In the wake of an anti-Semitic attack that claimed three lives outside Jewish facilities in Overland Park, Rabbi Michael Davis used the Hebrew phrase “hamrot hakol” to describe Tuesday’s Passover gathering at his synagogue in Wichita.
It means “in spite of everything,” he explained.
“These people were shot and they were killed and it’s horrible. It doesn’t matter whether they are Jews or not,” Davis said. “It’s senseless. It’s needless, and it’s tragic.
“But in spite of everything, we go on and hope for a better future.”
About 100 people met Tuesday evening at east Wichita’s Temple Emanu-El to celebrate Seder, a religious service that couples a meal with the biblical retelling of the Jews’ exodus from Egypt.
Davis said extra police patrols had been requested in the area to help ease worries over safety, prompted by the deaths of 69-year-old William Lewis Corporon, his 14-year-old grandson Reat Griffin Underwood and Terri LaManno, 53, who were gunned down Sunday outside the Jewish Community Center and Village Shalom senior living facility in Overland Park.
Earlier Tuesday, Johnson County prosecutors charged Frazier Glenn Cross Jr., 73, with one count of capital murder and one count of first-degree murder in the deaths. News reports from the area refer to Cross, who also goes by the name Frazier Glenn Miller, as an avowed racist and anti-Semite.
If there was extra security in Wichita, it was a quiet presence. There were no officers standing guard outside the temple, which is south of Central near Woodlawn. There were no marked cars in sight.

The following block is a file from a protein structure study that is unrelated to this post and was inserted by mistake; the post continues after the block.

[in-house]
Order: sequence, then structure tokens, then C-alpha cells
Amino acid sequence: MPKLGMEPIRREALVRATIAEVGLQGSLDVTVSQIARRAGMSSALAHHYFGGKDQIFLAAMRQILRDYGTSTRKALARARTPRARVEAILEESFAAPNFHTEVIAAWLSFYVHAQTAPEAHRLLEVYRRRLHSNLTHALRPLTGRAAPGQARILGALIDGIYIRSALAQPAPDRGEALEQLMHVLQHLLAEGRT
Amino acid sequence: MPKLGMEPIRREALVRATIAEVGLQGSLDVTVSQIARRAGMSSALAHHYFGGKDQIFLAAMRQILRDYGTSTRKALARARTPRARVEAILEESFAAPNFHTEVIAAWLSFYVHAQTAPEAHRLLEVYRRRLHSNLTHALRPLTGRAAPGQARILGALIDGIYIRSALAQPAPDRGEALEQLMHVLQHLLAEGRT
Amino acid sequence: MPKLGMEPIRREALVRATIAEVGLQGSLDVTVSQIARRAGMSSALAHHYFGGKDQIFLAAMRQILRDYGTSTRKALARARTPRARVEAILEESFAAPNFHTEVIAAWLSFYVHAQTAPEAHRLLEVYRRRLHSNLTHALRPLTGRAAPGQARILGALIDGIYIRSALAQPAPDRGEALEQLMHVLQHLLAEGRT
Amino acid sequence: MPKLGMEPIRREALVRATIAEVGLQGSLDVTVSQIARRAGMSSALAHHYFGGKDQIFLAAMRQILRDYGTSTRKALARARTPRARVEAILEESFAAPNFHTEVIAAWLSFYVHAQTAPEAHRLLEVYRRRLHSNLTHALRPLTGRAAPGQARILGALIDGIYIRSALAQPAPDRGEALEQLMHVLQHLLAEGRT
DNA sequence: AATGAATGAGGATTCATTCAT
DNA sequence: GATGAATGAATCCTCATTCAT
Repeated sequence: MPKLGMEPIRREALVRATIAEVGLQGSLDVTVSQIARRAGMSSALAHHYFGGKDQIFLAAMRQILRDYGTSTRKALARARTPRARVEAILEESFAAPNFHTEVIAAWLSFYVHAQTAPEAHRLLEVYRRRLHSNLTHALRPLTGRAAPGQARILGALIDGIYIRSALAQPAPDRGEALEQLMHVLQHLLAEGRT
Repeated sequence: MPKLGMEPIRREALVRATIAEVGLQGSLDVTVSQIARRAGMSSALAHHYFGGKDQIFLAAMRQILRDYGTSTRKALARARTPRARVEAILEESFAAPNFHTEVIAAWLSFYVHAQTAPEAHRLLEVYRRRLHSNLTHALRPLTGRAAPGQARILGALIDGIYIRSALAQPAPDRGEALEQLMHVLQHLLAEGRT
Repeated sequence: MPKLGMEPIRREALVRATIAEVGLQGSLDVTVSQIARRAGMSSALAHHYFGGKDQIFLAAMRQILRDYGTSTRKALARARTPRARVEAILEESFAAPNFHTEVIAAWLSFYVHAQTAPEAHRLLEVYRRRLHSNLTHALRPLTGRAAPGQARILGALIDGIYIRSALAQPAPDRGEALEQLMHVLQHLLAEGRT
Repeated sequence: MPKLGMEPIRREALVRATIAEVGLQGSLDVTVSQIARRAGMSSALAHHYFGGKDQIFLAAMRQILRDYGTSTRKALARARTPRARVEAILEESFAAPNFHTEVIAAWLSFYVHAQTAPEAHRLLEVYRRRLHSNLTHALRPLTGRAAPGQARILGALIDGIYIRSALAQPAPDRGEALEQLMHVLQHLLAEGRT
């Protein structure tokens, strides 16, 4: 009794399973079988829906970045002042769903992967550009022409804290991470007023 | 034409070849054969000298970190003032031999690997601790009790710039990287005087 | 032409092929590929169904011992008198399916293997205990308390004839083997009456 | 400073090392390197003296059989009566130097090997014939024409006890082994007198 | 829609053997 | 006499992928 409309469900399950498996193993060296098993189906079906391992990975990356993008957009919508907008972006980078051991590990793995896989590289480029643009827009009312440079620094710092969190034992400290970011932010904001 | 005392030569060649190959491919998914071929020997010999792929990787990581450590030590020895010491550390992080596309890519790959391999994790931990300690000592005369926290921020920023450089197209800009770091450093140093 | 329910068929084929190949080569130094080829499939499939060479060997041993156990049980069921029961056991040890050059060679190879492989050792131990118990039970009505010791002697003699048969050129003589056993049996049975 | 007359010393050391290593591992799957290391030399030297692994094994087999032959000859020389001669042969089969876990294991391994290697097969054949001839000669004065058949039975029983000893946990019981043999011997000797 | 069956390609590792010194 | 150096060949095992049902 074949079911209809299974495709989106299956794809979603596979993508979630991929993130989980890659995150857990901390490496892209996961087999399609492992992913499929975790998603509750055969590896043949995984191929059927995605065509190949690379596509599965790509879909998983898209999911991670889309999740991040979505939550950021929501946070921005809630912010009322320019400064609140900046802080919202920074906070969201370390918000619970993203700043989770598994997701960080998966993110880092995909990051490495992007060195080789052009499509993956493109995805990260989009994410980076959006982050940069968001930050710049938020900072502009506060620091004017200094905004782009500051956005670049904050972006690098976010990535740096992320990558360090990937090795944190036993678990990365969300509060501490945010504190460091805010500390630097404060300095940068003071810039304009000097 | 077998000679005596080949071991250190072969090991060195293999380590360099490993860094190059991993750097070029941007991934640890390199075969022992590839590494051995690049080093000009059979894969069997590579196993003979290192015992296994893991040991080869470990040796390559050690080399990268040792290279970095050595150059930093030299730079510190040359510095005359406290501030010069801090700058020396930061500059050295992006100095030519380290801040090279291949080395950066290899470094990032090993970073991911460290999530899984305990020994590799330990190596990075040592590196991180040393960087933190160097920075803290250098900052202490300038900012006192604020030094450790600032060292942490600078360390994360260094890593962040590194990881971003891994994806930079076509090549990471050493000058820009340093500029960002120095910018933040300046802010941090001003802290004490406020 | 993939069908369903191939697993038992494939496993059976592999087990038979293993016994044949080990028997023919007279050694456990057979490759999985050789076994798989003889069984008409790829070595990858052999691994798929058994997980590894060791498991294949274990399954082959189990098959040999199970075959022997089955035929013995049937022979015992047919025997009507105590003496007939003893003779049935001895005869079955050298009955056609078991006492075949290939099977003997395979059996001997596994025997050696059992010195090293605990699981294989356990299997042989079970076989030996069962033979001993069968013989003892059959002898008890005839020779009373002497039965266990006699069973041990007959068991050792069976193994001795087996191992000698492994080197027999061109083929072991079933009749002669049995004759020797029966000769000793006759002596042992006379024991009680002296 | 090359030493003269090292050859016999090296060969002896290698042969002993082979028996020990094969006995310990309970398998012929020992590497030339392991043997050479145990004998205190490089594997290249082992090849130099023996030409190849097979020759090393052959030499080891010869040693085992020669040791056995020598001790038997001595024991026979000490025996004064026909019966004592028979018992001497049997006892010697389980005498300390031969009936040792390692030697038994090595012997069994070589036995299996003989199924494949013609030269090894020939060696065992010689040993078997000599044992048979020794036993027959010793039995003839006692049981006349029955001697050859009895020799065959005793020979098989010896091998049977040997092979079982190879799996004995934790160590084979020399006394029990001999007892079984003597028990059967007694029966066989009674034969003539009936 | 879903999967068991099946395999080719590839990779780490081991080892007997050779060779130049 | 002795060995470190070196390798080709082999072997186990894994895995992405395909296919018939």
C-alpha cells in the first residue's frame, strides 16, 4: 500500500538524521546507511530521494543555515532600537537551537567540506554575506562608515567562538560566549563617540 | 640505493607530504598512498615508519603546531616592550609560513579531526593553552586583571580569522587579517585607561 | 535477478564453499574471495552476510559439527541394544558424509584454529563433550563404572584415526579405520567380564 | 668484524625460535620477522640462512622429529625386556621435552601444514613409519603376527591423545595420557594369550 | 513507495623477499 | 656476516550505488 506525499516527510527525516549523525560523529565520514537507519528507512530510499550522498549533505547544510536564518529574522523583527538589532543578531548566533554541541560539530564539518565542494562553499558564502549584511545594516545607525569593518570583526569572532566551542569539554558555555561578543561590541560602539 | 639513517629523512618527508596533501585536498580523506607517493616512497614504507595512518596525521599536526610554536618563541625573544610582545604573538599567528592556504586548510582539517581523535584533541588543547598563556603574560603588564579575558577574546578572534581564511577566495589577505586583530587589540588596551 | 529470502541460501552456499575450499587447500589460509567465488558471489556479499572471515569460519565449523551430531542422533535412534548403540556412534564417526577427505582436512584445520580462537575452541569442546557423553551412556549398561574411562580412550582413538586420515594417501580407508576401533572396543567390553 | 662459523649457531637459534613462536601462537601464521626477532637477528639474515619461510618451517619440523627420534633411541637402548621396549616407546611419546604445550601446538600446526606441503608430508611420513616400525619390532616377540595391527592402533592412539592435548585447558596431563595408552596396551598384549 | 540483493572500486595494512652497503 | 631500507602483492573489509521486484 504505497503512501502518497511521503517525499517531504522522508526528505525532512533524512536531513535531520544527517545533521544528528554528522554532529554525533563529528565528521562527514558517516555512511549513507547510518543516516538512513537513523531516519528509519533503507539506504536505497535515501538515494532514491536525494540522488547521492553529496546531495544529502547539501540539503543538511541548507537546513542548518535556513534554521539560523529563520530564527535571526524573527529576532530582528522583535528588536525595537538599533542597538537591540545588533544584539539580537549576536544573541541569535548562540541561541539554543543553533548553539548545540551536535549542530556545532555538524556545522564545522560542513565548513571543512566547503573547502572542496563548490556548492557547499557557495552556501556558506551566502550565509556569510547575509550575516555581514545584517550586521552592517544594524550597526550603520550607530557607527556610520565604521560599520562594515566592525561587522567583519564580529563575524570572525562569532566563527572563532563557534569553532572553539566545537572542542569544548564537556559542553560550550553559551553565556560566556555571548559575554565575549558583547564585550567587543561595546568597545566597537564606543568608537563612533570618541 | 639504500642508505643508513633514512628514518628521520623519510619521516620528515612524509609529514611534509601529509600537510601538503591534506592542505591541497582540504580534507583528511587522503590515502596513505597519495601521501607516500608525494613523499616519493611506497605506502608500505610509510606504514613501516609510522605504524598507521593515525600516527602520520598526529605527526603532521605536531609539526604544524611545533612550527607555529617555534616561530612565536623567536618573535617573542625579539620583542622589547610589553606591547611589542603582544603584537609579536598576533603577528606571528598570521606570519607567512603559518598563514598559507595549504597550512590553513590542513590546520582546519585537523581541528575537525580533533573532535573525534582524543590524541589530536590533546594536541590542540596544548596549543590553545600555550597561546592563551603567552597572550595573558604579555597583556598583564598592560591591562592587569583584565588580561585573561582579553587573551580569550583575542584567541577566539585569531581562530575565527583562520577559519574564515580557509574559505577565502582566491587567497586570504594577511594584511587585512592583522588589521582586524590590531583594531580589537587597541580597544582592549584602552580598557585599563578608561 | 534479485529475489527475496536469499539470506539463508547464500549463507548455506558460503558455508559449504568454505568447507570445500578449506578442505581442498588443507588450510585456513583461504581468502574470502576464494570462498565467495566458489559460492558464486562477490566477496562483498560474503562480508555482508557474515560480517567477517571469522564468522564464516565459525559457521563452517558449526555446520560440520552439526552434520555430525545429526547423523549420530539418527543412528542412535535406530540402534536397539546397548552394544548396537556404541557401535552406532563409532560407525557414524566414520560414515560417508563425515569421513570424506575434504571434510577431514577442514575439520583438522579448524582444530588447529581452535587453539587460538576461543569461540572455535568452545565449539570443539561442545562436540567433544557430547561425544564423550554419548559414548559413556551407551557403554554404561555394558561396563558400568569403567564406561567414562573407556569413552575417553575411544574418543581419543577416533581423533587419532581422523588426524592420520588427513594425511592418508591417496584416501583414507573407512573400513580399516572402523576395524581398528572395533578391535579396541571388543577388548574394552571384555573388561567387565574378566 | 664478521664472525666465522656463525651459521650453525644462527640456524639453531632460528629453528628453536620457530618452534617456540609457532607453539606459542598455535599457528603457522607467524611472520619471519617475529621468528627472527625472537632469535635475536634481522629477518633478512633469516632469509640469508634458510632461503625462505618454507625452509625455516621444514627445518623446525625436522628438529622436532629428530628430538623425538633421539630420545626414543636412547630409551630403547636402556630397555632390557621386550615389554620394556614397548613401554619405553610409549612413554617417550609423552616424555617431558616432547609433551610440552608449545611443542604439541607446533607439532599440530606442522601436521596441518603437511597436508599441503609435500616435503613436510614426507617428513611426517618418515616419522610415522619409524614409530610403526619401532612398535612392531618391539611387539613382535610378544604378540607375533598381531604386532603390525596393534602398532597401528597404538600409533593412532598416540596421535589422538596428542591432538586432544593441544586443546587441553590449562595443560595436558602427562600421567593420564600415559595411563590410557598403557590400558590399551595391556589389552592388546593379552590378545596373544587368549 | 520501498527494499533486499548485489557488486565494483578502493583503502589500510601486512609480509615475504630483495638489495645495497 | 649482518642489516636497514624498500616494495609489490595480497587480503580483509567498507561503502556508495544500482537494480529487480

Inside, laughter rose above children’s chatter as members of the congregation arrived for the start of the 6 p.m. service. There were hugs and handshakes over tables set with the traditional Seder meal of unleavened bread, horseradish colored with beet juice, hard-boiled eggs, fish patties, apple-nut compote and wine.
Later during the service, there were games and joyful singing. And the sight of children’s grimaces at the bitter bite of horseradish drew chuckles from the crowd.
“There is a woman who is 94 and there’s a little girl who I think just turned 2 or 3 (here). And everything in between,” Davis told The Eagle. “We’re all together.
“And we’re having fun, and we’re remembering what it means to be a Jew.”
Although Sunday’s deaths were not at the center of the service, their weight was felt by the congregation.
Wichitan Joe Massimini, who attended with his wife, Arrah, said many felt a “sense of community” with the Overland Park membership, so the deaths there had cast a slight solemnity over the evening.
“Many people here in town have gone to the JCC for many things – food and programs,” he said. “So we’re all aware of the place and enjoy it.”
Jennifer Singh, also of Wichita, said the shootings were “on my mind, and I do feel for the individuals.”
At the opening of the service, Davis asked the congregation to observe a moment of silence in remembrance of Sunday’s shooting victims.
None of the dead, Davis reminded his congregation and guests, was Jewish.
“We have to acknowledge the event that happened recently in Overland Park where a man who was a lifelong anti-Semite apparently – apparently because he has not yet been proven innocent or guilty – shot and killed three innocent people at a Jewish Center ... thinking that they were Jews,” he said. “They weren’t. But he thought they were.”
He continued: “Why did he choose that day? It may be because it was before Passover. It may be because it would have been the 64th birthday of a racist serial killer who was executed last year who was a friend.
“Nobody knows right now. But we remember those who died.”